Патент USA US3095553код для вставки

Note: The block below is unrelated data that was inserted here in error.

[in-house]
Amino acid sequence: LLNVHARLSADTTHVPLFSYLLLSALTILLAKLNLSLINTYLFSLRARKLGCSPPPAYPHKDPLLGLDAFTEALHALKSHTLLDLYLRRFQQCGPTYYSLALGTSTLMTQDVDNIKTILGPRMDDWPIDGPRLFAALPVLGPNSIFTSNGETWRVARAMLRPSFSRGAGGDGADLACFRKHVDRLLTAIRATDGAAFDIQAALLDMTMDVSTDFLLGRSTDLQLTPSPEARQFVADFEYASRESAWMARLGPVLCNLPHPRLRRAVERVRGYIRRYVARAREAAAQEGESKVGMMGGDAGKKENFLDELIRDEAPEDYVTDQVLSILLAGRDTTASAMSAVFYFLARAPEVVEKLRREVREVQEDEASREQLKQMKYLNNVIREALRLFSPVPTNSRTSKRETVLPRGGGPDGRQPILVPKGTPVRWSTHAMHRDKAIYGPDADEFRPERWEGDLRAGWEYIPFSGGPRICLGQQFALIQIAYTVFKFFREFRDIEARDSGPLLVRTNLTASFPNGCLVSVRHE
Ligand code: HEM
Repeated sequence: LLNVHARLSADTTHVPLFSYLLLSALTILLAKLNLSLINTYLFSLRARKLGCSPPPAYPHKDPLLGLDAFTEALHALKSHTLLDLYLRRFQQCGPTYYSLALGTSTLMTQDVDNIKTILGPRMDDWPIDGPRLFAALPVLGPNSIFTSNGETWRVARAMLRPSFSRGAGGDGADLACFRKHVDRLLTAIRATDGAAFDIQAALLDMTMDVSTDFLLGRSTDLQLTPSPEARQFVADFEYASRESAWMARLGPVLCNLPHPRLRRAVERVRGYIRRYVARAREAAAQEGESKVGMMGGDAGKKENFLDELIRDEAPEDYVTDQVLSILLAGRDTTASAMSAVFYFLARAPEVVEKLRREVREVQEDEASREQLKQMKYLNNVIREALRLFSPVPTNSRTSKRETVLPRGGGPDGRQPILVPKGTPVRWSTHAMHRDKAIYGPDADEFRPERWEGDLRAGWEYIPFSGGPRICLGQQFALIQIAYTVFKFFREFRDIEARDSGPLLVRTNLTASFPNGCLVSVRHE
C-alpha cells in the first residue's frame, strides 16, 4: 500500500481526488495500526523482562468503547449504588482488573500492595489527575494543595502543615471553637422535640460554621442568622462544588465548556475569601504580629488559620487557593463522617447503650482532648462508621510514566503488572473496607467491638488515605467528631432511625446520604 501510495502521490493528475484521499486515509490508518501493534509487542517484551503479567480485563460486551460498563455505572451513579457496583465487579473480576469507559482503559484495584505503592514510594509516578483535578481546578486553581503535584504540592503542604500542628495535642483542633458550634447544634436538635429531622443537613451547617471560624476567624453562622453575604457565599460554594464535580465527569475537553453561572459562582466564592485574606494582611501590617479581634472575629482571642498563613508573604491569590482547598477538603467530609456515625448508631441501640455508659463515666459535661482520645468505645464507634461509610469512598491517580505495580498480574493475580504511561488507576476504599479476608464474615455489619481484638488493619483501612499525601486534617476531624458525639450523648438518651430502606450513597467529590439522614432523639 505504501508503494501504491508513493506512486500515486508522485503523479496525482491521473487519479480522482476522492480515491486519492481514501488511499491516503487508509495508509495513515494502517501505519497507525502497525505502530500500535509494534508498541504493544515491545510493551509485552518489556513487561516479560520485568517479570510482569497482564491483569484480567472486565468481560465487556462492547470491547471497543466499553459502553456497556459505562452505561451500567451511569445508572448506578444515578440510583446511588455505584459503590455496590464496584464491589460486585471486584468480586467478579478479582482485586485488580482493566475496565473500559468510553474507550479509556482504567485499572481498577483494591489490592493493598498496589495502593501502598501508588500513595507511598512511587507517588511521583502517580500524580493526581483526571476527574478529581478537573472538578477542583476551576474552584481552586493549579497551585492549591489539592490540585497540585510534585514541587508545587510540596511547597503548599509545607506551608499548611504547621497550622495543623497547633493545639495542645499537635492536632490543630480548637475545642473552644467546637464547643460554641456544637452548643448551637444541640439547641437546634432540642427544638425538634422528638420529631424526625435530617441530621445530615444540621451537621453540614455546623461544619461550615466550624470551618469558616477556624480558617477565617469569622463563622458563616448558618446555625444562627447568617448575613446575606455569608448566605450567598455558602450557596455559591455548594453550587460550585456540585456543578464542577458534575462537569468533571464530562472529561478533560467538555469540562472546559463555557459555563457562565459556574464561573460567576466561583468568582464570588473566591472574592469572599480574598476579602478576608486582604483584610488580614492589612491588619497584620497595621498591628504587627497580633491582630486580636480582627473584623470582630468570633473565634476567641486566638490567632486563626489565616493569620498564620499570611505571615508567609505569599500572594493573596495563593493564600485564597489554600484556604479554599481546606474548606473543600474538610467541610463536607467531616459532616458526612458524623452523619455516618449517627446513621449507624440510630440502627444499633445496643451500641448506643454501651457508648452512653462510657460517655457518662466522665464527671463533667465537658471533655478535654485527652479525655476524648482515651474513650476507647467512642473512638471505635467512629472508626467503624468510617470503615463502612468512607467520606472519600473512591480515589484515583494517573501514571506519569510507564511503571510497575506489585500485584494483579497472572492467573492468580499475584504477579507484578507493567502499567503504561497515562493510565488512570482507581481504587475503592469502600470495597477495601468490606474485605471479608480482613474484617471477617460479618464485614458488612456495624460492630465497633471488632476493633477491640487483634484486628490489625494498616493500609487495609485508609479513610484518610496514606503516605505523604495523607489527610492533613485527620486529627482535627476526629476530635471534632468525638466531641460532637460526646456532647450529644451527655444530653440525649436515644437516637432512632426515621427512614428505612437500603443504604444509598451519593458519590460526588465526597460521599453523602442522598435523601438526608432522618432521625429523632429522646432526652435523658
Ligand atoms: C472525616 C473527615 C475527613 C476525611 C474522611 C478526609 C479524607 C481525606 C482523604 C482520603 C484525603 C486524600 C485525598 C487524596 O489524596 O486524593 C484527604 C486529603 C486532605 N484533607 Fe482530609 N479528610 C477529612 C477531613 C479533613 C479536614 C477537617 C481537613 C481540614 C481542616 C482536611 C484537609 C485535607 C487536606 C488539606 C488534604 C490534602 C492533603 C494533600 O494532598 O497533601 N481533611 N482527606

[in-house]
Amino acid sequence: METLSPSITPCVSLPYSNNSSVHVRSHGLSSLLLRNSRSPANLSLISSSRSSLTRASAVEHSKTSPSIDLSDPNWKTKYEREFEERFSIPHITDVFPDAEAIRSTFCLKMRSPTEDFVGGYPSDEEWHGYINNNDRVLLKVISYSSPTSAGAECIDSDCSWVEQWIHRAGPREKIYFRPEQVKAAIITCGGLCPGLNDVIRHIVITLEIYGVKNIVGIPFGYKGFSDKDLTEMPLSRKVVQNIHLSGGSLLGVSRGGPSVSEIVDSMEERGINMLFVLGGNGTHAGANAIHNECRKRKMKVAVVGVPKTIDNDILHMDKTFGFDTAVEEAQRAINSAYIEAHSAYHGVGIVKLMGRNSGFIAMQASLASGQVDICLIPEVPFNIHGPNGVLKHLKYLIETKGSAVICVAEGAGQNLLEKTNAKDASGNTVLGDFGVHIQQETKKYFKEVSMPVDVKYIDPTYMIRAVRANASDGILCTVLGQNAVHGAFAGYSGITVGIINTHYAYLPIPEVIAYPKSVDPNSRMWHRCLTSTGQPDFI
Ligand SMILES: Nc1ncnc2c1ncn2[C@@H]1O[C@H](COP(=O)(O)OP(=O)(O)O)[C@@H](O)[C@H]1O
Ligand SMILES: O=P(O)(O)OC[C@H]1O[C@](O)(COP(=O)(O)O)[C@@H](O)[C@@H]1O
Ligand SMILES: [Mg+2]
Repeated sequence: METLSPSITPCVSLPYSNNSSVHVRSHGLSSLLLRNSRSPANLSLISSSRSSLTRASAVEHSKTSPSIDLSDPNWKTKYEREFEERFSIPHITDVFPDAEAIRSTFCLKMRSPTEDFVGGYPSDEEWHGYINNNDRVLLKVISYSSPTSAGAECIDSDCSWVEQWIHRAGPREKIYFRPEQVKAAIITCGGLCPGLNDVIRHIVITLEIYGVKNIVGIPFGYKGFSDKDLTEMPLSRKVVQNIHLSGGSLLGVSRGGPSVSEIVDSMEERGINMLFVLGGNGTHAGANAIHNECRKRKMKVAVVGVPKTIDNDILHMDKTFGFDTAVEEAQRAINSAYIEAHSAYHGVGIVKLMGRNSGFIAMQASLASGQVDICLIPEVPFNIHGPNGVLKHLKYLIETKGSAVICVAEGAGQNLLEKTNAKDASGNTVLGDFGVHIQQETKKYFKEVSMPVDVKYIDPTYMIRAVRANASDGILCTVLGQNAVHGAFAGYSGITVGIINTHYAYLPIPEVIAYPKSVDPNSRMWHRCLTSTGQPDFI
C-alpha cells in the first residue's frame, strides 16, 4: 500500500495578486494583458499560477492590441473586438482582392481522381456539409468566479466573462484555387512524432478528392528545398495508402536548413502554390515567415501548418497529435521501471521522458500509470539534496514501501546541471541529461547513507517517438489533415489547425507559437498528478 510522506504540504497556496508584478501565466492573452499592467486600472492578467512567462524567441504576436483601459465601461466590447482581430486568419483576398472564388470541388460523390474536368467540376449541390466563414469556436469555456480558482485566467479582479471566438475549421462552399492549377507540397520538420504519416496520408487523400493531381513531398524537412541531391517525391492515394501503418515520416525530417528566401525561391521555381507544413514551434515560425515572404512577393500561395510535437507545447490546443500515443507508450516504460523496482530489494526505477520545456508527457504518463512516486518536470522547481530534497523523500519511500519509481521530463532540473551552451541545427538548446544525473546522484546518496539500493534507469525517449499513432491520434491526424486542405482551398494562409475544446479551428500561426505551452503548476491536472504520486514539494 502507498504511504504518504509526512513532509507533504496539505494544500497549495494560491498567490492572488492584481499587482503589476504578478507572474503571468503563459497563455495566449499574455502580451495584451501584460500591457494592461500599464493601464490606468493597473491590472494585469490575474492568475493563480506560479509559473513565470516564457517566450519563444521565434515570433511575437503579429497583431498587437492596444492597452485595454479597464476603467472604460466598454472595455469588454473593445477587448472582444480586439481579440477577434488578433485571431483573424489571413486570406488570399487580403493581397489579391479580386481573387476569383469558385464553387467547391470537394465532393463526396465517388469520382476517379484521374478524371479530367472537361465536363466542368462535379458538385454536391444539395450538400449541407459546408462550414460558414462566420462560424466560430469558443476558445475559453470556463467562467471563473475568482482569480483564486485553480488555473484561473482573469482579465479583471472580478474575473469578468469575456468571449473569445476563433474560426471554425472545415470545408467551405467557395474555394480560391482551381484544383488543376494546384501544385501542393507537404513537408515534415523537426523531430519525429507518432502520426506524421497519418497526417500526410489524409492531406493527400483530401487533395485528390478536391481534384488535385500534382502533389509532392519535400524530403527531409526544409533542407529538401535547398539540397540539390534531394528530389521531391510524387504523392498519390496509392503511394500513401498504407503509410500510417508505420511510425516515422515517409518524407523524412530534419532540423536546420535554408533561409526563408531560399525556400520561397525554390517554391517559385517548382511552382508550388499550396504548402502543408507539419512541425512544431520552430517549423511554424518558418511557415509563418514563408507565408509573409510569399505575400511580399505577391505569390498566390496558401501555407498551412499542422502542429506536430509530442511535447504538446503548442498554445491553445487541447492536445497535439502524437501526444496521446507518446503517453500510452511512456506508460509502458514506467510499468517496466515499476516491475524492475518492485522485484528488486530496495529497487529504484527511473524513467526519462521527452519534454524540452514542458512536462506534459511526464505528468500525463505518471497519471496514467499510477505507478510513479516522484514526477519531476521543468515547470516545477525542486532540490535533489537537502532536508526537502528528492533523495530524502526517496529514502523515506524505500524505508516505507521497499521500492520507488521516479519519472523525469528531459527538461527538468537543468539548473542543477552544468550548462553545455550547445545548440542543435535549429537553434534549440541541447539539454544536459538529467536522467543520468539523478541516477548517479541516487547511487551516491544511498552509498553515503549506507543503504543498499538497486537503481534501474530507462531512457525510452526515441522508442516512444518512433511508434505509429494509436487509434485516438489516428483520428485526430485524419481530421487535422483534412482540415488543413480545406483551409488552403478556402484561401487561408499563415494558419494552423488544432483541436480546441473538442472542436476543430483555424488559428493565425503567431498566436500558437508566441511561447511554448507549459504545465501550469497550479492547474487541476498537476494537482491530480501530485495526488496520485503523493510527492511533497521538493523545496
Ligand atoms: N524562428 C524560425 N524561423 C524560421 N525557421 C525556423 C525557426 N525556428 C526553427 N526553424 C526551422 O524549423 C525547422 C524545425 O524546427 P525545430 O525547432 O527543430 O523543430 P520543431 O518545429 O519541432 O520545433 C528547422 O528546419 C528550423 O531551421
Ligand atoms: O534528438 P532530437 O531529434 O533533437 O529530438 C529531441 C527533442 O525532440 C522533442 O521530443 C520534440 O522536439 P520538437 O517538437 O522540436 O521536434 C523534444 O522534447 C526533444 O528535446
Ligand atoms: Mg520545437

June 25, 1963 D_ R 5, MccOLL EEEEEEEEEEEEE T a’ f ’ 1 ' 3,095,543 June 25, 1963 D. R. s. MOCOLL 3,095,543 MEANS FOR MQDULATING HIGH FREQUENCY GENERATORS Filed June 22, 1959 2 Sheets-Sheet 2 F/G Z 000000 o vos0Qu.0.066.‘0%.’ MODULATION SIGNAL SOURCE 5 1 A MK. ~ 4 // w ()H2 J \ My I 62 Mr 53 25 D2 l/7. I L0A 55) VARIABLE DC SOURCE AMP FILTER DETECTOR 1 TO 4 MAGNETRON //v|_/E/vr0/? DAVID R. s. m cou. BY ATTORNEY United States Patent ice Patented June 25, '1963 1 3,095,543 MEANS FOR MODULATING HIGH FREQUENCY ‘ GENERATORS ‘ David R. S. McColl, Sudbury, Mass., assignor to Raytheon Company, Lexington, Mass, a corporation of Delaware Filed June 22, 1959, Ser. No. 822,043 11 Claims. (Cl. 332—5l)‘ 2 quency generator by varying the load on the generator by means of a ferrite modulator or gyrator. A more speci?c objective of the present invention is to provide frequency modulation of a microwave generator. A further objective of the present invention is to pro vide frequency modulation of a magnetron in a linear manner over a considered frequency range under condi tions of high power and without serious amplitude modula tion. and more particularly to modulation of a high frequency 10 Briefly, the modulation arrangement in accordance with generator by varying the load on the output of the gener the invention comprises a section of transmission line ator by means of a ferrite modulator or gyrator. arranged to accommodate at a particular point by suitable Heretofore, microwave modulation has usually been coupling means a ferrite gyrator for varying the load accomplished by electrically superimposing or associat imposed either directly or indirectly on the output of a ing modulation energy either directly with the microwave 15 high frequenc‘ generator such as a magnetron. Although energy near its source or directly with the circuit parame the invention is particularly suited for modulating mag ters of the source itself. netrons of known and predictable characteristics it will be Several methods of varying output frequency of high readily appreciated that it can be used with other gen frequency generators such as, for example, generators of erators and/or the various types of transmission lines. the magnetron type have been previously recognized and 20 The gyrator employs a modulation coil surrounding an developed. All such methods depend upon the funda~ ' appropriate ferrite element coupled to the output of the This invention relates to high frequency modulation mental nature of the magnetron characteristics as deter mined from a Rieke diagram or magnetron performance curves. It is known to vary both magnetron frequency high frequency generator. The gyrator is preferably located a speci?c distance from a reference point on the generator determined from the operating characteristics and amplitude by a change in the operating point usually 25 of the generator and the electrical length of the gyrator. called “pushing,” or by variation of the resistive and re Frequency and/or amplitude modulation is obtained by active component of the load called “pulling.” The ?rst method or pushing is accomplished by effectively plate supplying a suitable A.C. or modulation signal to the modulation coil. Selection of the DC. level of the modulating signalcan be made to an appropriate level to modulating the magnetron; that is, by connecting a source of modulation voltage in series with the magnetron and 30 secure either amplitude or frequency modulation or a the plate supply. This method is generally unsatisfactory for several reasons. For example, in any frequency modu ‘lation system it is generally desirable to operate in a region of high frequency modulation sensitivity, that is, deviation per unit modulation parameter should be high. The available ‘dynamic range is normally large enough so ’ ‘that linear frequency modulation may be obtained for combination of the two. The modulation signal can be a signal from a suitable source or feedback circuit to balance out or cancel undesirable signals such as noise and the like, or an A.C. signal for modulation or a combination of both. The above-mentioned and other objects and features of the present invention will become more apparent upon consideration of the following discussion of an embodi 'small deviations. Such operation in pushing has proved ment of the invention taken in conjunction with the accom critical, however, because large variations in frequency modulation sensitivity occur for minor changes of the 40 panying drawings, wherein: FIG. 1 is a Rieke diagram showing by way of example average modulation operating point. The available dy— namic range of frequency deviation with respect to the requirements of some radar systems has also been found inadequate. It has also been found that if the frequency deviation is extended to the required limits excessive non linearity and consequent errors result. A disadvantage inherent in many devices based on the second method or the aforementioned principle of pulling is that the loading of the generator supplying the energy is altered upon modulation, so that frequency modulation and an undesired and substantial degree of amplitude modulation may occur. Many suggestions have been made to obviate this disadvantage.‘ For example, one method of providing microwave modulation is by intro the operating characteristics or performance curves of a CW magnetron; FIG. 2 is a schematic diagram of a preferred embodi ment of the invention; and FIG. 3 is a schematic drawing of a modi?cation of the invention. FIG. 1 shows by way of example and for purposes of illustration a Rieke diagram of a QK-259 magnetron wherein: Fo=l0,l25 mes; Ep=1,250 kv.; Ip=ll0 ma.; Ef=6.5 v.; and If=2.5 a. It may be seen from FIG. 1 that a change in standing wave ratios or of phase of load can be used to produce frequency modulation of a magnetron and that such a ducing means in the waveguide effective for this purpose. 55 change can be represented by movement along a particular This approach is inef?cient. In this case only that por tion of the energy that passes the modulation means is left for further useful purposes. The energy which is allowed to pass through the modulation means is partially absorbed therein and partially re?ected in the direction of the transmitter and the portion of the energy re?ected in the direction of the transmitter changes the load on the transmitter. The principal object of the present invention is to pro 65 vide high frequency generator pulling through controlled variation of the load on the generator. line on the diagram. The extent of the modulation ob tained from a given change in SWR and/or phase will depend upon the amplitude and phase of the initial load presented to the magnetron. To obtain a high frequency modulation sensitivity it is necessary to operate near the sink region of the Rieke diagram, since the frequency contours are close together in this area. It is not ad visable, however, to operate too close to the sink region because small phase changes will result in large jumps in frequency or in actual frequency instability. However, 'for a given requirement of frequency deviation an opti mum phase of the load may be found to exist for high Another objective of the present invention is to provide ‘sensitivity compatible with stability. a structurally simple device in which many disadvantages The Rieke diagram shown in FIG. 1 illustrates the basic ‘of known devices are obviated, at least in part. 70 principle upon which the invention is *based.‘ Use of Another objective of the present invention is to provide such a diagram for a speci?c magnetron the output of frequency and/ or amplitude modulation of a high fre~ which is to be modulated, facilitates the determination 3,095,5aa 3 d of optimum distances and operating parameters described noise, is supplied to coil 33 in the manner hereinbefore described. Unwanted noise can thereby be cancelled. hereinafter. With reference now to FIG. 2 which shows by way of illustration a speci?c embodiment of the invention, the If desired or necessary, phase shifting means may be in cluded in the feedback circuit to coil 33 for maximum or output circuit of ‘a high frequency generator, shown as a 5 adjustable noise cancellation. Frequency deviation may be compensated or corrected magnetron 11, is provided with a magnetron coupler 12 for coupling the output energy of the magnetron to a suitable hollow waveguide. Flange 13 of the magnetron by the simple and well-known expedient of coupling a cavity (not shown) into the transmission line and con verting the FM signal so obtained to AM. The AM coupler 12 and ?ange 14 of a T connector 15 are adapted to receive a shim 16 for adjustment or variation of the 10 signal may then be supplied to the coil 33 in the manner ierein'oefore described. distance from a reference point on the magnetron to the axis 17 of arm 18. Arm 19, eolinear with arm 20 of the T 15 is coupled to a transmission line 21 terminated in a suitable load 55 such as an antenna. A shim 23 similar It will be apparent to those skilled in the art that couplers of a type other than that of a T may be used and that continuously adjustable means may be utilized in con?guration to shim 16, is disopsed between ?anges 15 for connection of the coupler ‘between the high frequency generator and transmission line. It will be further ap 24—25. Arm 18, disposed at right angles to arms 19—2€l, parent that various types of high frequency generators is provided with a ?ange 26 for connection to a ferrite other than those of the magnetron type may be used with gyrator 27 of conventional construction and terminated any suitable type of transmission line and that devices by a shortening stub 28. Disopsed between ?ange 25 and the shorting stub 28 is a conventional slug of suitable 20 equivalent in operation and function to that of the gyrator 27 may be used. Further, although less satisfactory, the ferrite material 29 supported by dielectric material 31 shorting stub may be omitted and an open loop through carried in the waveguide portion 30 and surrounded by the gyrator and back to the transmission line may be a modulation coil 33. Waveguide portion 32 couples used. In this case, the proper length of the loop and the waveguide portion 30 to ?ange 26. The gyrator 27 is of conventional structure well known in the art wherein 25 point of reentry into the transmission line is di?icult to the ferrite element 29 is operable under the in?uence of a obtain. The present invention provides frequency (or ampli magnetic ?eld supplied by ‘coil 33 to rotate incident elec trical energy through a predetermined angle which is a tude) modulation of a magnetron in a linear manner over a considerable frequency range and without serious function of the ferrite size and the magnitude of the magnetic ?eld. The mode and principle of operation of ‘,0 unwanted amplitude (or frequency) modulation. Mag ferrite gyrators are by now well known in the art and for this reason it is not believed necessary to include herein a more thorough discussion of the operation of such a device. A source of DC. bias, shown as a battery 34 is connected in series with an impedance, shown as a 35 resistor 35 between the terminals Bio-37 of coil 33. The modulation signal, from a modulation signal source 38, is impressed across the resistor 35. The modulation signal applied to coil 33 as pointed out hereinbefore can be D.C. for balancing purposes, or an AC. signal which is 40 usually the case, or a combination of both. In assembling the modulator, the proper distance from the reference point on the magnetron to the center point or axis 17 of the T connector 15 and the proper total netrons of the type referred to may be deviated satis factorily over peak-to-peak swings of 4 megaeyeles and peaketo-peak swings of 10 megacycles may be obtained if desired. Further, very little variation in modulation performance of a given tube over a normal operating range of anode voltage and current is obtained. This contrasts favorably with a normal “pushing” character istic discussed hereinbefore where it is di?icult to keep deviation sensitivity constant. What is claimed is: 1. A high frequency modulator comprising: a high fre quency generator; a gyrator coupled at one end to a trans mission line; means at the other end of said gyrator for re?ecting energy received by said gyrator; means for connecting said high frequency generator to said trans mission line; and means for modulating the generator in a controlled manner by varying the phase shift of said magnetron being used, the type of operation desired and ‘the desired frequency of operation. Application of an gyrator in accordance with a modulation signal. 2. A high frequency modulator comprising: a high AC. modulation signal to coil 33 controls phase and, hence, will control modulation of the magnetron in ac 50 frequency generator; a gyrator; a transmission line posi tioned to receive the output signal of said high frequency eordance with the invention. For frequency modulation generator; means for coupling one end of said gyrator to the modulation signal without substantial DC. bias may said transmission line whereby a portion of said output be supplied to coil 33, the proper distances having previ signal is coupled to said gyrator, said gyrator being lo ously been determined. For amplitude modulation the modulation signal is adjusted to the proper value as deter 55 cated a predetermined ‘distance from said generator; length for the shorting stub 28 and gyrator 27 are deter mined, preferably by means of a Rieke diagram for the mined, for example, by experiment and from the Rieke means at the other end of said gyrator for re?ecting en diagram to prevent or minimize frequency modulation. ergy received by said gyrator; and means for modulating the generator in a controlled manner by varying the phase shift of said gyrator in accordance with a modulation Upon adjustment of the modulation signal, variation there of about this level effectively varies the electrical length from the magnetron to the T connector as seen by the 60 magnetron output signal which results in amplitude modu signal. 3. A high frequency modulator comprising: a high frequency generator; a transmission line positioned to lation of the output energy from the magnetron. It will be understood that although the electrical length referred to hereinbefore may be mechanically varied by physical adjustment of the shorting stub and/or the arms of the T, tor; a gyrator; means for coupling one end of said gyrator to said transmission line whereby a portion of said out physical adjustment is not practically satisfactory because put signal is coupled to said gyrator, said gyrator being propagate the output signal of said high frequency genera it is subject to ‘all the limitations inherent in a mechanical located a predetermined distance from said generator; system. means at the other end of said gyrator for re?ecting en FIG. 3 shows a modi?cation of the invention for balanc 70 ergy received by said gyrator; and means for modulating the generator in a controlled manner by applying a modu ing purposes, such as, for example, to cancel one form lation signal to said gyrator for varying the phase of the of noise. A probe 51 mounted in the transmission line load on said generator in accordance with said modulation is connected to a detector 52 the output of which may be supplied through a ?lter 53 to an ampli?er 54. The signal. _ output signal of the ampli?er 54, which is proportional to 75. 4. A high frequency modulator comprising: a high 8,095,548 5 frequency generator; a transmission line positioned to propagate the output signal of said high frequency gen erator; a gyrator having one end terminated by a shorting stub; means vfor coupling said gyrator to said transmission line whereby a portion of said output signal is coupled to said gyrator, said gyrator and said shorting stub hav ing a predetermined length and located a predetermined distance from said generator; said shorting stub re?ecting 6 signal to said coil for varying the phase shift through said gyrator. 9. Apparatus for varying the output characteristics of a high frequency generator comprising: a high frequency generator; a transmission line connected to the output circuit of said generator for receiving and propagating the output signal of said generator; a reciprocal gyrator including a ferrite element and a coil surrounding said energy received from said gyrator; and means for modu ferrite element; means for coupling one end of said lating the generator in a controlled manner by applying a 10 gyrator to said transmission line, said gyrator being lo modulation signal to said gyrator for varying the phase cated along said transmission line a predetermined dis of the load presented to said generator in accordance with tance from said generator; means terminating the other said modulation signal. end of said gyrator for re?ecting energy received by said 5. Apparatus for varying the output characteristics of gyrator; said re?ecting means, gyrator and coupling a high frequency generator comprising: a high frequency 15 means comprising a waveguide of predetermined length; generator; a transmission line for receiving the output signal of said generator; a gyrator including a ferrite ele ment and a coil surrounding said ferrite element; means for coupling a portion of said output signal to said gy means for supplying a bias voltage to said coil; and means for modulating said generator in a controlled manner in accordance with a modulation signal by supplying a modu lation signal to said coil for varying the phase shift rator re?ecting means connected to one end of said gy 20 through said gyrator. . rator collecting energy received by said gyrator, said ‘gyrator being located a predetermined distance from said quency wave energy the combination comprising: a high generator; and means for modulating the generator in a controlled manner by supplying a modulation signal to vary with the character of the load presented to the gen said coil. ' 6. Apparatus for varying the output characteristics of a high frequency generator comprising: a high frequency generator; a transmission line for receiving and propagat ing the output signal of said generator; a gyrator includ 10. In apparatus for providing modulated high fre frequency generator the output characteristics of which 25 erator; said high frequency generator consisting of a magnetron; a transmission line connected to the output circuit of said magnetron for receiving and propagating wave energy; a reciprocal gyrator including a ferrite ele ment and a coil‘surrounding said ferrite element; means ing a ferrite element and a coil surrounding said ‘ferrite 30 for coupling a portion of said wave energy propagated by element; means for coupling a portion of said output sig said transmission line to one end of said gyrator, said nal to one end of said gyrator, said gyrator being lo gyrator being located along said transmission line a pre cated a predetermined distance from said generator; means determined distance from said magnetron; means for terminating the other end of said gyrator for re?ecting providing a short circuit to wave energy at the other end energy received by said gyrator; and means for modu 35 of said gyrator whereby said short circuiting means, gy lating the generator in a controlled manner by supplying rator and coupling means comprise a waveguide of pre a modulation signal to said coil. determined length and wave energy received by said 7. A high frequency modulator for varying the output gyrator from said transmission line is re?ected back to characteristics of a high frequency generator comprising: said transmission line; and means for modulating said a high frequency generator; a transmission line for receiv 40 magnetron in accordance with a modulation signal by ing and propagating the output signal of said generator; supplying a modulation signal to said coil for varying the phase shift through said gyrator. a reciprocal gyrator including a ferrite element and a coil surrounding said ferrite element; means for coupling one 11. A system for providing modulation of a high fre end of said gyrator to said transmission line, said gyrator quency source of energy comprising a high frequency being located along said transmission line a predetermined distance from said generator; means terminating the other end of said gyrator for re?ecting energy received by said gyrator, said re?ecting means, gyrator and coupling means comprising a waveguide of predetermined length; and source of energy, a gyrator positioned to receive and ro tate a portion of linearly polarized high frequency energy from said high frequency source, re?ecting means for re ?ecting said rotated portion of said linearly polarized high frequency energy through said gyrator, a load connected means for modulating the generator in a controlled man 50 to said gyrator, means for producing modulated voltage ner by supplying a modulation signal to said coil for in said gyrator, and means between said load and said gyrator positioned to direct a portion of said re?ected high frequency energy back to said high frequency source to shift the frequency of said high frequency source in re characteristics of a magnetron comprising: a magnetron, a transmission line connected to the output circuit of said 55 sponse to amplitude variations of said modulated voltage. magnetron for receiving and propagating wave energy; References Cited in the ?le of this patent a reciprocal gyrator including a ferrite element and a coil UNITED STATES PATENTS surrounding said ferrite element; means for coupling a portion of said wave energy propagated by said trans 2,645,758 De Lindt _____________ __ July 14, 1953 mission line to one end of said gyrator, said gyrator being 2,714,191 Cayzac ______________ __ July 26, 1955 located along said transmission line a predetermined dis 2,748,353 Hogan ______________ __, May 29, 1956 tance from said magnetron; means for providing a short 2,769,960 Mumford _____________ __ Nov. 6, 1956 varying the phase shift through said gyrator. 8. A high ‘frequency modulator for varying the output circuit to wave energy at the other end of said gyrator 2,857,574 Anderson ____________ ._ Oct. 21, 1958 whereby said short circuiting means, gyrator and coupling 65 2,894,209 Chodorow et a1. ________ __ July 7, 1959 ‘Zaleski ______________ __ Apr. 18, 1961 means comprise a waveguide of predetermined length and wave energy received by said gyrator from said trans mission line is re?ected back to said transmission line; and means for modulating said magnetron in accordance 2,980,870 OTHER REFERENCES Hogan: “The Microwave Gyrator,” Tele-Tech and Industries, pp. 64-66 and 137-140; November with said modulation signal by supplying a modulation 70 Electronic 1959.